Differential Diagnosis for Skin Condition

Differential Diagnosis for Skin Condition

DifferentialDiagnosis for Skin Condition

DifferentialDiagnosis for Skin Condition

GraphicNo. 2: Cherry Angioma

Cherryanguioma, also known as senile angiomas or Campbell de Morgan Spots,are benign tumours normally found in older adults. They are brightred or purplish papules with either oval or circular shape, and withdifferent size. According to Seidel, Ball, Dains, Flynn, Solomon, andStewart (2011), they formed when a collection of blood vessel(haemangioma) come close to the surface of the skin.

SOAPNOTE

SUBJECTIVE:

Thepatient is thirty-three years old male who came for medical check upafter he noticed red papules around his neck, arms, and shoulders. Hestated that the papules would bleed if he scratched or rubbed them.

Pastmedical history: Negative for skin cancer

Allergies:No allergies

Familyhistory: Positive for Cherry anguioma

Socialhistory: She does not use sunscreen despite moderate sun exposure.

OBJECTIVE:

Thepatient is in normal mood and normal body habits. Upon complete skinexamination on the scalp, neck, chest, abdomen, and back, small redpapules were noticed around his neck, arms, and shoulders.

ASSESSMENT:

Smallred papules around the neck, arms, and shoulders.

PLAN:

Reassuredthe patient the papules are benign hence, no treatment is requiredunless he chooses to remove them.

Encouragedthe patient to avoid scratching or rubbing the papules to avoidbleeding.

Otherlikely conditions are keratoacanthoma, seborreheic keratosis, orsolar lentigines.

GraphicNO. 5: Psoriasis

Psoriasisis a skin disease whereby the skin cells grow too fast resulting inthick, silvery, red, or white patches on skin. According to Ball,Dains, Flynn, Solomon, and Stewart (2015), the skin cells take aboutfour weeks to grow and then flake off to be replaced with a new one.Medics believe psoriasis is caused by inflammation that occurs whenimmune system overreacts (Dains, Baumann, Scheibel, 2012).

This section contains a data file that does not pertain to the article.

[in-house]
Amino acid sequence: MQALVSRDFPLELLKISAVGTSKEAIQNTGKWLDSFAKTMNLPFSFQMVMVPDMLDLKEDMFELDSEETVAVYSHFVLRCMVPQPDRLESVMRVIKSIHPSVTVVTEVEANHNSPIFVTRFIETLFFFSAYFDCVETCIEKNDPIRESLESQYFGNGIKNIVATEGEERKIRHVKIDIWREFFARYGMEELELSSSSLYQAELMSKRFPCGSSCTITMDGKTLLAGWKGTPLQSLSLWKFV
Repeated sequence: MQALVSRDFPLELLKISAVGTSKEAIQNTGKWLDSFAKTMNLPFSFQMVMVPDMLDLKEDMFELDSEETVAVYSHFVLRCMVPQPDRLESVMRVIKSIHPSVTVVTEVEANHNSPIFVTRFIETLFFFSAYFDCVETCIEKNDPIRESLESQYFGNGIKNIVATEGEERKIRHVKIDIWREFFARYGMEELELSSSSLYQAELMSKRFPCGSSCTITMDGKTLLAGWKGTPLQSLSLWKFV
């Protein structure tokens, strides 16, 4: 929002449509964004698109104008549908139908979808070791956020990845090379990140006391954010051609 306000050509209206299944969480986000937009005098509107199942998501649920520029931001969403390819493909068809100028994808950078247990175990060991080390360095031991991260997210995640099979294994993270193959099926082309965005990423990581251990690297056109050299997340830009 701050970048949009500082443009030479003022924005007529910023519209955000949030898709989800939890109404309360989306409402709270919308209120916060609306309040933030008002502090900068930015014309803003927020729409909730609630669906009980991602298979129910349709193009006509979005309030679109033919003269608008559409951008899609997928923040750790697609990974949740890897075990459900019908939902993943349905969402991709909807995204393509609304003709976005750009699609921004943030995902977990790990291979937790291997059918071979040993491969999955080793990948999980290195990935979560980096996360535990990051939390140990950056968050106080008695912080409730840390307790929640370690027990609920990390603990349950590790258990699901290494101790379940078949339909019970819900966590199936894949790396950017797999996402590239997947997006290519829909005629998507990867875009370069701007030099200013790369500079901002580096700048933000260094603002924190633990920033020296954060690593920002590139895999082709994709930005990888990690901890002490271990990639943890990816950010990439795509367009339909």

SOAPNOTE

SUBJECTIVE:

Thepatient is a twenty-six woman who come for clinical check up. Shestates that her skin has recently become dry and had noticed whitepatches on skin with silvery scales.

Medicalhistory: No history for skin cancer

Allergies:No allergies

Familyhistory: Negative for skin problems

Socialhistory: The white and silvery patches make the patient uncomfortableto associate with people.

OBJECTIVE:

Thepatient is well groomed and has some information about skin problems.From the look, they are noticeable white patches on her skinespecially on the neck, hands, and face.

ASSESSMENT:

Thereare red patches covered with silvery scales, dry and cracked skin,and small scaling spots.

PLAN:

Explainedthis is a chronic disorder hence, recommended long-term treatment.Recommended the patient to use only medicated soaps in conjunctionwith topical steroid. Recommended UVB light therapy with ultraviolet.

Incase the condition became worse, recommended the patient to visitrheumatologist.

Otherlikely conditions are seborrheic dermatitis or pityriasis rosea.

References

Ball,J. W., Dains, J. E., Flynn, J. A., Solomon, B. S., &amp Stewart, R.W. (2015). Seidel`s guide to physical examination (8th ed.). St.Louis, MO: Elsevier Mosby.

Dains,J. E., Baumann, L. C., &amp Scheibel, P. (2012). Advanced healthassessment and clinical diagnosis in primary care (4th ed.). St.Louis, MO: Elsevier Mosby.

Seidel,H. M., Ball, J. W., Dains, J. E., Flynn, J. A., Solomon, B. S., &ampStewart, R. W. (2011). Adult examination checklist: Guide for skin,hair, and nails. In Mosby`s guide to physical examination (7th ed.).St. Louis, MO: Elsevier Mosby.